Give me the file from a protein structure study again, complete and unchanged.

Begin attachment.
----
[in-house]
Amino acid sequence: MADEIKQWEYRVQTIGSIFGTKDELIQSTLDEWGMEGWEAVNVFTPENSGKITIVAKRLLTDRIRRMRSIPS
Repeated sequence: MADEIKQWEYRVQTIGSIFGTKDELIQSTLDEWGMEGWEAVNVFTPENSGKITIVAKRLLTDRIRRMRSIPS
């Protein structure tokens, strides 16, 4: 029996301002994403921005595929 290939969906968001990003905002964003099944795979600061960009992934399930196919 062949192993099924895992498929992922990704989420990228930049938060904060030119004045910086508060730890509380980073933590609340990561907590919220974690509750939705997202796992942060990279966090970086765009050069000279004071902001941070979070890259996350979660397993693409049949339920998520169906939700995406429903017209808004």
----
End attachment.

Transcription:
[in-house]
Amino acid sequence: MADEIKQWEYRVQTIGSIFGTKDELIQSTLDEWGMEGWEAVNVFTPENSGKITIVAKRLLTDRIRRMRSIPS
Repeated sequence: MADEIKQWEYRVQTIGSIFGTKDELIQSTLDEWGMEGWEAVNVFTPENSGKITIVAKRLLTDRIRRMRSIPS
């Protein structure tokens, strides 16, 4: 029996301002994403921005595929 290939969906968001990003905002964003099944795979600061960009992934399930196919 062949192993099924895992498929992922990704989420990228930049938060904060030119004045910086508060730890509380980073933590609340990561907590919220974690509750939705997202796992942060990279966090970086765009050069000279004071902001941070979070890259996350979660397993693409049949339920998520169906939700995406429903017209808004």